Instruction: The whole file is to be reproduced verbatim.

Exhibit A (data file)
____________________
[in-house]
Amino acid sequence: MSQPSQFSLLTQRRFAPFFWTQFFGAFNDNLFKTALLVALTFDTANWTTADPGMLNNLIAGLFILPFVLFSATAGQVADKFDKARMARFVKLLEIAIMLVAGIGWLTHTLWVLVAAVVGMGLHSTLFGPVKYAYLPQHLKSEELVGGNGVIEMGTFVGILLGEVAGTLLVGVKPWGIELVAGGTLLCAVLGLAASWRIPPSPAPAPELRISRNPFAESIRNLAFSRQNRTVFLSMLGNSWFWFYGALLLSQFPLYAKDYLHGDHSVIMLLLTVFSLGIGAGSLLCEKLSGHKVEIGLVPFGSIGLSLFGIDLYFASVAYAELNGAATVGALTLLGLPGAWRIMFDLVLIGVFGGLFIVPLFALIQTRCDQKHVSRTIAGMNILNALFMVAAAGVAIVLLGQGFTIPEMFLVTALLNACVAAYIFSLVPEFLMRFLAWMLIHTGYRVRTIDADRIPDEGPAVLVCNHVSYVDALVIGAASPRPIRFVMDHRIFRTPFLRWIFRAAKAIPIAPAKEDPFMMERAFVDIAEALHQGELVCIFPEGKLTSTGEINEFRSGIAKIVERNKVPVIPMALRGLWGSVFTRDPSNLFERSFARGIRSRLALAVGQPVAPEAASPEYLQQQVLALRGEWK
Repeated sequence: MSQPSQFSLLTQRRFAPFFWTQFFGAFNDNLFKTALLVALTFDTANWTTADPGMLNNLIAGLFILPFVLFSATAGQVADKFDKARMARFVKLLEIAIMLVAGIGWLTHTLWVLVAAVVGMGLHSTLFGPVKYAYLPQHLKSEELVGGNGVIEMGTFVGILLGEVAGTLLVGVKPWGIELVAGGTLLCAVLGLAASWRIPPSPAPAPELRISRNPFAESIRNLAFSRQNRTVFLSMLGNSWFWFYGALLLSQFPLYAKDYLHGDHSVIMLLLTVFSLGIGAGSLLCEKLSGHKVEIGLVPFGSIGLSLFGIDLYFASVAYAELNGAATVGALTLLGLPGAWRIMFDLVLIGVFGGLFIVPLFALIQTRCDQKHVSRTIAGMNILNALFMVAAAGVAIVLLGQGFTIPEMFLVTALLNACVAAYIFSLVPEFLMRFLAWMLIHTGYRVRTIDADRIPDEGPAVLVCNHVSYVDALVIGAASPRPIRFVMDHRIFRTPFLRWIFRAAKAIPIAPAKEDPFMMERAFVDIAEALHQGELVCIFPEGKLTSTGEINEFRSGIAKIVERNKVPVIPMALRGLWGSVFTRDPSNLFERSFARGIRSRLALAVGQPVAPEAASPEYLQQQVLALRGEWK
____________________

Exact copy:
[in-house]
Amino acid sequence: MSQPSQFSLLTQRRFAPFFWTQFFGAFNDNLFKTALLVALTFDTANWTTADPGMLNNLIAGLFILPFVLFSATAGQVADKFDKARMARFVKLLEIAIMLVAGIGWLTHTLWVLVAAVVGMGLHSTLFGPVKYAYLPQHLKSEELVGGNGVIEMGTFVGILLGEVAGTLLVGVKPWGIELVAGGTLLCAVLGLAASWRIPPSPAPAPELRISRNPFAESIRNLAFSRQNRTVFLSMLGNSWFWFYGALLLSQFPLYAKDYLHGDHSVIMLLLTVFSLGIGAGSLLCEKLSGHKVEIGLVPFGSIGLSLFGIDLYFASVAYAELNGAATVGALTLLGLPGAWRIMFDLVLIGVFGGLFIVPLFALIQTRCDQKHVSRTIAGMNILNALFMVAAAGVAIVLLGQGFTIPEMFLVTALLNACVAAYIFSLVPEFLMRFLAWMLIHTGYRVRTIDADRIPDEGPAVLVCNHVSYVDALVIGAASPRPIRFVMDHRIFRTPFLRWIFRAAKAIPIAPAKEDPFMMERAFVDIAEALHQGELVCIFPEGKLTSTGEINEFRSGIAKIVERNKVPVIPMALRGLWGSVFTRDPSNLFERSFARGIRSRLALAVGQPVAPEAASPEYLQQQVLALRGEWK
Repeated sequence: MSQPSQFSLLTQRRFAPFFWTQFFGAFNDNLFKTALLVALTFDTANWTTADPGMLNNLIAGLFILPFVLFSATAGQVADKFDKARMARFVKLLEIAIMLVAGIGWLTHTLWVLVAAVVGMGLHSTLFGPVKYAYLPQHLKSEELVGGNGVIEMGTFVGILLGEVAGTLLVGVKPWGIELVAGGTLLCAVLGLAASWRIPPSPAPAPELRISRNPFAESIRNLAFSRQNRTVFLSMLGNSWFWFYGALLLSQFPLYAKDYLHGDHSVIMLLLTVFSLGIGAGSLLCEKLSGHKVEIGLVPFGSIGLSLFGIDLYFASVAYAELNGAATVGALTLLGLPGAWRIMFDLVLIGVFGGLFIVPLFALIQTRCDQKHVSRTIAGMNILNALFMVAAAGVAIVLLGQGFTIPEMFLVTALLNACVAAYIFSLVPEFLMRFLAWMLIHTGYRVRTIDADRIPDEGPAVLVCNHVSYVDALVIGAASPRPIRFVMDHRIFRTPFLRWIFRAAKAIPIAPAKEDPFMMERAFVDIAEALHQGELVCIFPEGKLTSTGEINEFRSGIAKIVERNKVPVIPMALRGLWGSVFTRDPSNLFERSFARGIRSRLALAVGQPVAPEAASPEYLQQQVLALRGEWK